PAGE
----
Less than a quarter of all Finnish organizations currently enjoy the benefits of modern cybersecurity management, and roughly fifty percent are still making decisions about cybersecurity at the end of their projects.
The role of cybersecurity partners and advisors in society
The yes/no days of the information security manager are, in many ways, over. Gone are the days when business managers sought permission from information security managers, who – in their omniscience – would then grant or deny it. Modern cybersecurity managers and departments are naturally still responsible for monitoring cybersecurity. Still, the overall responsibility for the cybersecurity of digital operations lies with the owner of the business process or system. That is, in exactly the same way a factory manager cannot outsource occupational safety to an occupational safety manager.
The strategic importance of cybersecurity has also been highlighted amid uncertainty. Organizations that keep our society functioning need a partner they can trust. The part played by the information security team has also shifted towards a more advisory role: what risks are involved in various alternatives, and how will the organization’s partner support risk management? Organizations need information about the current situation. They need to know about changes in the organization’s risk position and what kind of stimuli are in the air. At best, as in the case of the Finnish Social Insurance Institution (Kela), the cybersecurity department’s goal is to be a service department that supports business development.
Modern cybersecurity managers live in a world in which risk management is changing. There is no longer a need to build perfectly safe environments. No one can afford to prevent all risks – and it is no longer even possible. Instead, risk management focuses on the impact that risks would have on business. When starting a new system project, it’s a good idea to analyze all the threats and risks associated with the system in a very early phase. Yet it’s not worthwhile trying to shore up against every single threat – you should instead pour your efforts into those that will have the greatest impact on business continuity.
Cybersecurity is a common issue that should be tackled early on
One major challenge that is often faced in modern cybersecurity management is the fact that business functions would be more than happy to entrust cybersecurity to someone else. Everyone understands that, when it comes to the digital world, trust is capital that forms the value of digital systems and services. Few people deny the importance of cybersecurity. However, when business managers drag their system projects forward by the scruff of the neck under schedule and budget pressures, and 170 other things, cybersecurity is often perceived as a complex and awkward process that slows everything down.
Yet cybersecurity is a design factor that should be handled early on – perhaps even first. Assessing threats and risks at a project’s start is cheaper than gluing cybersecurity on at the end as a necessary evil. The cost of repairing something broken can be ten or even a hundred times more expensive than making a good initial investment. Modern cybersecurity management involves budgeting for cybersecurity in everything we do.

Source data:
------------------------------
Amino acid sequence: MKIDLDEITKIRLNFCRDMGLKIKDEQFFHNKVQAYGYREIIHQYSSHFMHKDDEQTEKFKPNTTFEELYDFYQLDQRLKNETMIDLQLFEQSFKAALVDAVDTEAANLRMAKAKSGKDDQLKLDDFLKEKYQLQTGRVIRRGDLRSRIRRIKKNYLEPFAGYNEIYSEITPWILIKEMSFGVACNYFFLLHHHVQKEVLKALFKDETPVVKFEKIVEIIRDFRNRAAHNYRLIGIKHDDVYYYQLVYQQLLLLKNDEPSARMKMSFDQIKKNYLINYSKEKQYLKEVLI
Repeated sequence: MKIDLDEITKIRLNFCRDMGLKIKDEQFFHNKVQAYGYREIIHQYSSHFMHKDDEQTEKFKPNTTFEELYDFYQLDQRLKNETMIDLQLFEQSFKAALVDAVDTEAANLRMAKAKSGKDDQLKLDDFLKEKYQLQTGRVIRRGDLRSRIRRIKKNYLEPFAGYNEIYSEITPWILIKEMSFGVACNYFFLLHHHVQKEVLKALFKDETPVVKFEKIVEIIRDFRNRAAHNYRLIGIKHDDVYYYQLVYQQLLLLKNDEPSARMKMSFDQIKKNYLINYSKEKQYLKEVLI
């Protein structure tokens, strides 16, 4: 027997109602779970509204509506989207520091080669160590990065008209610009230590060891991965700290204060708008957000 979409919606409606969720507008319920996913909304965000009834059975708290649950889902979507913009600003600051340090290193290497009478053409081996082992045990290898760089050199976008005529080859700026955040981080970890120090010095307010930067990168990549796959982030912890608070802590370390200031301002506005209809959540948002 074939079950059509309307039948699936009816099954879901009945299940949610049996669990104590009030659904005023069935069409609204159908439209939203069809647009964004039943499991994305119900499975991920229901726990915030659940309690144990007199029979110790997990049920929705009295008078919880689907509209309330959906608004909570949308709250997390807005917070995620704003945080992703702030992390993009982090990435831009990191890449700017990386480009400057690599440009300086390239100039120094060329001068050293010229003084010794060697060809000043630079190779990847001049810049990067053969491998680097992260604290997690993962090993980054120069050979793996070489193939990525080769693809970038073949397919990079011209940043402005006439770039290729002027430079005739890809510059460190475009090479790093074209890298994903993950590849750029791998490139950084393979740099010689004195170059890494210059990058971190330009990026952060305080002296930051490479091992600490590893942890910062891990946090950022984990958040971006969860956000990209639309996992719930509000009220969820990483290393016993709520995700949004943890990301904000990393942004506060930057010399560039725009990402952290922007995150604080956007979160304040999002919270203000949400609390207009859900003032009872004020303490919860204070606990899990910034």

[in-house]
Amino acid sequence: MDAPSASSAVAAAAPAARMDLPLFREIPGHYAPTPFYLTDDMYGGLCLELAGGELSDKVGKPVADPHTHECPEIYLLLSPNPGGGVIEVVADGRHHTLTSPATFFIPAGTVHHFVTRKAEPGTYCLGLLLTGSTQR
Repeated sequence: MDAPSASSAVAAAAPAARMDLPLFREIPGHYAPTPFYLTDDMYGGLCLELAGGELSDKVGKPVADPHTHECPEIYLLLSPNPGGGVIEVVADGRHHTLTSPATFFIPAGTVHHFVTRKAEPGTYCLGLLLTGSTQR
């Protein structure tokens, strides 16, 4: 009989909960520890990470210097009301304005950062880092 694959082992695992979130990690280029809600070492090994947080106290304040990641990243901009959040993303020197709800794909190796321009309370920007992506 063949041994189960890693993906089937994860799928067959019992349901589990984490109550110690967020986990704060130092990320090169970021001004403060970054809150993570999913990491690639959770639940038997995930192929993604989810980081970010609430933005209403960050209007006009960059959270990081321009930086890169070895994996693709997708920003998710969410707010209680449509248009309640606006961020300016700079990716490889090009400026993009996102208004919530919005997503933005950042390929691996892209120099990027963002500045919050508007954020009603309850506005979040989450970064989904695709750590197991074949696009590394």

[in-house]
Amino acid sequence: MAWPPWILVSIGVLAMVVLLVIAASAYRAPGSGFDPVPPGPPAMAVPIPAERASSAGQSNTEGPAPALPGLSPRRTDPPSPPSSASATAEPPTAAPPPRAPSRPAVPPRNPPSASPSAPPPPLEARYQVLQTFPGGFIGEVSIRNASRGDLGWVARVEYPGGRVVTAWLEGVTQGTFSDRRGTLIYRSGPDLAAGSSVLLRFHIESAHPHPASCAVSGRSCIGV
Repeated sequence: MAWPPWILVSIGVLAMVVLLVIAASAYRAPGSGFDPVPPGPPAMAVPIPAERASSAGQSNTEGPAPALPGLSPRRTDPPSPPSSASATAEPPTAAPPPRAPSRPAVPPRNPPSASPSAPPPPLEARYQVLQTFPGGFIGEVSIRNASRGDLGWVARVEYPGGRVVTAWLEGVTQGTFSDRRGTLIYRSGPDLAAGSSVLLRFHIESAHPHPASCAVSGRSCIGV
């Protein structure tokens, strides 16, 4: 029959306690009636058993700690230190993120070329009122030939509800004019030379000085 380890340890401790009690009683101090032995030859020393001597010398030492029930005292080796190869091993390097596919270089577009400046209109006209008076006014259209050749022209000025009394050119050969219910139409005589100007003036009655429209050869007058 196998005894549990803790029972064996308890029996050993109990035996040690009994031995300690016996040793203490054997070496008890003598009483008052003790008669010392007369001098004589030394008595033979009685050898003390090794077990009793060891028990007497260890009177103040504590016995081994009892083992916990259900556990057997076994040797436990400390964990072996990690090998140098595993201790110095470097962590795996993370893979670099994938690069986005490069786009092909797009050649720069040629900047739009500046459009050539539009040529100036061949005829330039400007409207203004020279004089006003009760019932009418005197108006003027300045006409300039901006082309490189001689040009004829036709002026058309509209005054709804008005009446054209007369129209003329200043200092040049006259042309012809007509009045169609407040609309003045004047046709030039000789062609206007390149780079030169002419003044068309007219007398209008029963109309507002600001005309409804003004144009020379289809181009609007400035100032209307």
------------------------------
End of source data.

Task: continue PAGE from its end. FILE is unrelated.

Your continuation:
Doing it at the end would most likely delay the project. Too expensive and too late? What should business decision-makers do? Will they just go into production thinking that risks have to be taken? At this point, the security manager may try to thwart these attempts, but will the costs become too high for the business manager? Surely no one wants to end up in this situation. Yet unfortunately, this often happens unless cybersecurity is raised throughout development in the same way as, for example, usability design.
Cybersecurity facilitates progress
It is no longer sensible – or even possible – to treat information security, privacy protection, and business continuity as separate entities. Working on them individually as mandatory controls would put an undue burden on development projects.
Efficient and effective cybersecurity requires all three to be bundled together. The goal is to enable the process owner or business manager to make decisions on all three at the same stage, typically considering models and ISO standards. International regulatory requirements are also fueling this trend. Although meeting standards is not always the goal, we want to tell stakeholders that information security and privacy protection systems are in place and are based on ISO/IEC standards.
Modern cybersecurity management enables effective cybersecurity that provides a competitive edge by lowering the threshold for others’ involvement and raising its own bar in a comprehensive and consultative role. One key measure of success is how easy it is to take cybersecurity into account in projects.
Valuable benchmark data on developments in European cybersecurity
Take part in Nixu’s cybersecurity survey by October 19th. By participating in the survey, you will obtain valuable benchmark data about the state of cybersecurity in European organizations. You can also win a half-day workshop with a Nixu cybersecurity expert on a topic of your choice.